Part time Doctorate in Law and Regulations in Europe

View Part time PhD Programs in Law and Regulations in Europe 2017

Law and Regulations

A PhD, also known as a Doctor of Philosophy degree, is a doctorate awarded by a university to the academic who has met all necessary qualifications and can now be considered a doctor in his or her academic field.

In all, there are over 4000 Higher Education Institutions in Europe offering a wide range of courses at Bachelor, Masters and Doctorate level. With more and more of these organizations offering English as the language of education for at least some of their degree programs, universities in Europe are now of higher quality than ever before. Universities in Europe offer a friendly welcome to foreign students and to give a course of knowledge that meets their profession needs in today’s global demand.

Contact Schools Best Part time Doctorate Degrees in Law and Regulations in Europe 2017

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MPhil/PhD in Development Studies

SOAS University of London
Campus Part time 3 - 6 years September 2017 United Kingdom London

The Department currently has 52 research students, working on a range of research topics in many parts of Asia, Africa, Latin America and the Middle East. We are particularly interested in potential research students who wish to work in one of the main Departmental Research Clusters, namely: Labour, Movements and Development; Neoliberalism, Globalisation, and States; Violence, Peace and Development; Water for Africa; Migration, Mobility and Development; Agrarian Change and Development; Development Policy, Aid, Institutions and Poverty Reduction. [+]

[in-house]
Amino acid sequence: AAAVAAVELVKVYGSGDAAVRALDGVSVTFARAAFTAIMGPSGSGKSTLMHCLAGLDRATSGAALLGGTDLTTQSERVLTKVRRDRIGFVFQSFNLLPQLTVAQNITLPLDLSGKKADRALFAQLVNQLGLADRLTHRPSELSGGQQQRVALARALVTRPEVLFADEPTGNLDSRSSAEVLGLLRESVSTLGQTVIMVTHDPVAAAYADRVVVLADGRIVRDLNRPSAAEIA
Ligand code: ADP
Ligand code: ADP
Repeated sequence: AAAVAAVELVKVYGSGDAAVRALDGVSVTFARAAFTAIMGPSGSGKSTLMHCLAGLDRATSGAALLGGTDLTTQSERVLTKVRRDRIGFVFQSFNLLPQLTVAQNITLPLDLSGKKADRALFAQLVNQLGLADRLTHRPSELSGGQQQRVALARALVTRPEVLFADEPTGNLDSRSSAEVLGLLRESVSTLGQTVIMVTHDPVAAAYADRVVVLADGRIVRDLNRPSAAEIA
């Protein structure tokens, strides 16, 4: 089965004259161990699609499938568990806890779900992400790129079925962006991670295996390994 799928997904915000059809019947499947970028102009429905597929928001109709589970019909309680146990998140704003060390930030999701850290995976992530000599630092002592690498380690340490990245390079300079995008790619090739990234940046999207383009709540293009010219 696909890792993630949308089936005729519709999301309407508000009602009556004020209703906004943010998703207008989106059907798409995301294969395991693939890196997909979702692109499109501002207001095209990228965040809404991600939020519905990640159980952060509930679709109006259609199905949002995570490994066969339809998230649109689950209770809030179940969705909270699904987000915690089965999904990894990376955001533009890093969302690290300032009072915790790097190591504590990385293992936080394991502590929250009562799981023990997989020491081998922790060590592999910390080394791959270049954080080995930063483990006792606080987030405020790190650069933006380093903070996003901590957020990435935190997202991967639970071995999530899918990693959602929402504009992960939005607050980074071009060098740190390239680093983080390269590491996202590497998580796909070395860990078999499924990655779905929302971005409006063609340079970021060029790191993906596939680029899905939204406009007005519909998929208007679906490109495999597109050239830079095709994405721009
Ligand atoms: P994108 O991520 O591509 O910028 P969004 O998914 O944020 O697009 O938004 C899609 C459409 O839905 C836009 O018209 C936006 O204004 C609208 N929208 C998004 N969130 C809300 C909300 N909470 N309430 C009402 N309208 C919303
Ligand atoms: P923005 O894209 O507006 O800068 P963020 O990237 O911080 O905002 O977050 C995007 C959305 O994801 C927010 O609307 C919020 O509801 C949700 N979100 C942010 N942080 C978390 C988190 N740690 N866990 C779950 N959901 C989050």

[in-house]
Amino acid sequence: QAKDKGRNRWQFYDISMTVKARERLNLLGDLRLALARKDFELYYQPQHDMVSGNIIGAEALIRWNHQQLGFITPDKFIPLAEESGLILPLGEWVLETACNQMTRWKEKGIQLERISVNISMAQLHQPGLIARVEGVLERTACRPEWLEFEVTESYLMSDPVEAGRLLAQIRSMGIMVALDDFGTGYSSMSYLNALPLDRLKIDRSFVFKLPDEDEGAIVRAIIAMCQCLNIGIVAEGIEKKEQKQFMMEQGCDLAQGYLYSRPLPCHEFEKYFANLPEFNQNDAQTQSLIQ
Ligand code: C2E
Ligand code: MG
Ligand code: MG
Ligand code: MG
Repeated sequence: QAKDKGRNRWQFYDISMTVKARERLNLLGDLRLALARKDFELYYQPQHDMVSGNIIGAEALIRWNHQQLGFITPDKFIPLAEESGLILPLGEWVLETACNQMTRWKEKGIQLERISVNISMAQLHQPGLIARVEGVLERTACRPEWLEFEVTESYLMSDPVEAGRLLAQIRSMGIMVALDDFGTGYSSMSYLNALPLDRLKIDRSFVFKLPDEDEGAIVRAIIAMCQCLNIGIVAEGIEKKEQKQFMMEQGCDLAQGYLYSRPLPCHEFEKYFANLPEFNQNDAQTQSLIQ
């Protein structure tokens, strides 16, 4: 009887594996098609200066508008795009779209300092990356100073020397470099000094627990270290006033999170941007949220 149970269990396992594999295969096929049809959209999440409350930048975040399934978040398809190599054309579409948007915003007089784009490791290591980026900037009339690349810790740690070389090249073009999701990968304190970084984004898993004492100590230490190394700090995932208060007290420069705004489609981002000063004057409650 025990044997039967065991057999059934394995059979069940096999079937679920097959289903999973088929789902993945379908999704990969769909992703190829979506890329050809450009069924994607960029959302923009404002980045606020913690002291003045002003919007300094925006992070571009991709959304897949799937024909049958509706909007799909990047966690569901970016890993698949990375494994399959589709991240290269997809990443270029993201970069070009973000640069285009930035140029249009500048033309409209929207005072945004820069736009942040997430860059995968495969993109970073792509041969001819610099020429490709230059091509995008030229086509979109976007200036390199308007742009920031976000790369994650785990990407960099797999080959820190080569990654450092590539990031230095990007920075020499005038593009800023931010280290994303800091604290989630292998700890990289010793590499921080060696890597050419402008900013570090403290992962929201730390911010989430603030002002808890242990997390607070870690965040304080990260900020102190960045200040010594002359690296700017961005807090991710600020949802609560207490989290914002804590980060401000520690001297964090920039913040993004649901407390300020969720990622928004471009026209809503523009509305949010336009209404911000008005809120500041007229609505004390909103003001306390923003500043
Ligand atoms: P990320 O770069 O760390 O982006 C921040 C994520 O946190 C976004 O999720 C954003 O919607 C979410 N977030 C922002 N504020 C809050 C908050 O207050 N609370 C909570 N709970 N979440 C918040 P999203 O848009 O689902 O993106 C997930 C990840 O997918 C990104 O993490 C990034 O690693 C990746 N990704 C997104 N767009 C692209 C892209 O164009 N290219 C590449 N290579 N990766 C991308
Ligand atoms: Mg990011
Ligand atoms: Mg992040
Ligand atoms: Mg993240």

Top Part time Doctors of Philosophy in Law and Regulations in Europe. MPhil/PhD in Development Studies The Department currently has 52 research students, working on a range of research topics in many parts of Asia, Africa, Latin America and the Middle East. We are particularly interested in potential research students who wish to work in one of the main Departmental Research Clusters, namely: Labour, Movements and Development; Neoliberalism, Globalisation, and States; Violence, Peace and Development; Water for Africa; Migration, Mobility and Development; Agrarian Change and Development; Development Policy, Aid, Institutions and Poverty Reduction Research students are encouraged to attend weekly training sessions to introduce them to a number of practical techniques and vocational skills utilised within the development profession; fortnightly seminars on topics relevant to Development Studies and, where appropriate, post-experience workshops. For all queries regarding applications and proposals please contact the the Research Admissions Tutor, Dr Jens Lerche. Year One Students are expected to upgrade from MPhil to PhD status after their first year. It is expected that you will meet your assigned Supervisor in your first week at SOAS, and that, in consultation with your Supervisor, you will choose two other academics to serve on your research committee. During the module of your first year, you are required to attend the Department’s Postgraduate Research Training Seminar. These sessions will provide you with the essential training in research methodology and will assist you in getting started: specifically, they will assist you in writing the constituent components of the ‘upgrade paper’ that you have to submit and defend in a viva in Term 3 of your first year. Given the wealth of training resources in research methods and other theoretically and empirically relevant postgraduate modules across the Faculty and in other Faculties at SOAS, students are strongly encouraged to audit modules. Additional modules can be invaluable, especially for conceptual or area specific issues or topics, as ways to supplement the training imparted in the MPhil Seminars. The supervisor and the student will discuss at the beginning of the year the most suitable portfolio of training and modules in relation to the topic of the thesis, its main research questions and the setting in which the research will be conducted. Schedule after the first year Once students have passed their upgrade, they should immediately proceed with designing the details of the empirical work and organising the drafts written in the module of the first year. As most Development Studies students will embark on fieldwork in their second year, it is important to keep the 3-year time limit in mind, and to not postpone writing chapters until after the completion of fieldwork. Any writing done during that period will save crucial time on return. Ordinarily, a student would then adhere to the following writing up schedule: Terms 4, 5 and 6: Fieldwork, and beginning of data processing as well as drawing up of chapter templates; Summer vacation of the second year, terms 7 and 8: Data analysis and back to literature review to revise initial chapters and producing a full final draft; Term 9: Reviewing the first draft, complete any required rewriting, and submission of dissertation. There is a possibility of continuation of writing-up after term 9 but the thesis will have to be submitted in any case before the end of the 4th year. This will be the final deadline although the thesis is expected to be finished within three years of full-time active research. [-]